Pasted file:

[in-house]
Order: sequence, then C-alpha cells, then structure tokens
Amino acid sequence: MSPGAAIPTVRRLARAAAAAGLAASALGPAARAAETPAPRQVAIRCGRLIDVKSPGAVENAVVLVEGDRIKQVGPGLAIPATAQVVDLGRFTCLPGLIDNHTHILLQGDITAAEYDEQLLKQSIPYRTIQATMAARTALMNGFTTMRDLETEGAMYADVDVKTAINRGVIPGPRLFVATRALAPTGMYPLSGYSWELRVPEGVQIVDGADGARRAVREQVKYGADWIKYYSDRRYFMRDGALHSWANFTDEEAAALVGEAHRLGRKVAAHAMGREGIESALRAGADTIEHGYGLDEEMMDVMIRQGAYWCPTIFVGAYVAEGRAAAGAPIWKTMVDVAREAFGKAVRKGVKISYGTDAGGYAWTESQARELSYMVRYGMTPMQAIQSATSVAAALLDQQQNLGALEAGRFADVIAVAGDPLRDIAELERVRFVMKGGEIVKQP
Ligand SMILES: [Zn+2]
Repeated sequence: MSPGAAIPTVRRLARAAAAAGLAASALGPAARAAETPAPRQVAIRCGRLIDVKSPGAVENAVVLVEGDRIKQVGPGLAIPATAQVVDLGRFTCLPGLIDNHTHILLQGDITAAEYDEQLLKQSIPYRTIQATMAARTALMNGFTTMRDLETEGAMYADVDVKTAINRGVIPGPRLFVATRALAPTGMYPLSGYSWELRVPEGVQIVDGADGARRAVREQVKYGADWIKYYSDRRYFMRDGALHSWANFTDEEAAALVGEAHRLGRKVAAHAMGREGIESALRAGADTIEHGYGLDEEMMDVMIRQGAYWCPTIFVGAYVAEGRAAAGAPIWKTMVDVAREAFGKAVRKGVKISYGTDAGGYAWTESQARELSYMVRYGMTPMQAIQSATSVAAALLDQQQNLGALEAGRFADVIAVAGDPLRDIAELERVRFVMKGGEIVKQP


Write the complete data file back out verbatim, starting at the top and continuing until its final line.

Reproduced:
[in-house]
Order: sequence, then C-alpha cells, then structure tokens
Amino acid sequence: MSPGAAIPTVRRLARAAAAAGLAASALGPAARAAETPAPRQVAIRCGRLIDVKSPGAVENAVVLVEGDRIKQVGPGLAIPATAQVVDLGRFTCLPGLIDNHTHILLQGDITAAEYDEQLLKQSIPYRTIQATMAARTALMNGFTTMRDLETEGAMYADVDVKTAINRGVIPGPRLFVATRALAPTGMYPLSGYSWELRVPEGVQIVDGADGARRAVREQVKYGADWIKYYSDRRYFMRDGALHSWANFTDEEAAALVGEAHRLGRKVAAHAMGREGIESALRAGADTIEHGYGLDEEMMDVMIRQGAYWCPTIFVGAYVAEGRAAAGAPIWKTMVDVAREAFGKAVRKGVKISYGTDAGGYAWTESQARELSYMVRYGMTPMQAIQSATSVAAALLDQQQNLGALEAGRFADVIAVAGDPLRDIAELERVRFVMKGGEIVKQP
Ligand SMILES: [Zn+2]
Repeated sequence: MSPGAAIPTVRRLARAAAAAGLAASALGPAARAAETPAPRQVAIRCGRLIDVKSPGAVENAVVLVEGDRIKQVGPGLAIPATAQVVDLGRFTCLPGLIDNHTHILLQGDITAAEYDEQLLKQSIPYRTIQATMAARTALMNGFTTMRDLETEGAMYADVDVKTAINRGVIPGPRLFVATRALAPTGMYPLSGYSWELRVPEGVQIVDGADGARRAVREQVKYGADWIKYYSDRRYFMRDGALHSWANFTDEEAAALVGEAHRLGRKVAAHAMGREGIESALRAGADTIEHGYGLDEEMMDVMIRQGAYWCPTIFVGAYVAEGRAAAGAPIWKTMVDVAREAFGKAVRKGVKISYGTDAGGYAWTESQARELSYMVRYGMTPMQAIQSATSVAAALLDQQQNLGALEAGRFADVIAVAGDPLRDIAELERVRFVMKGGEIVKQP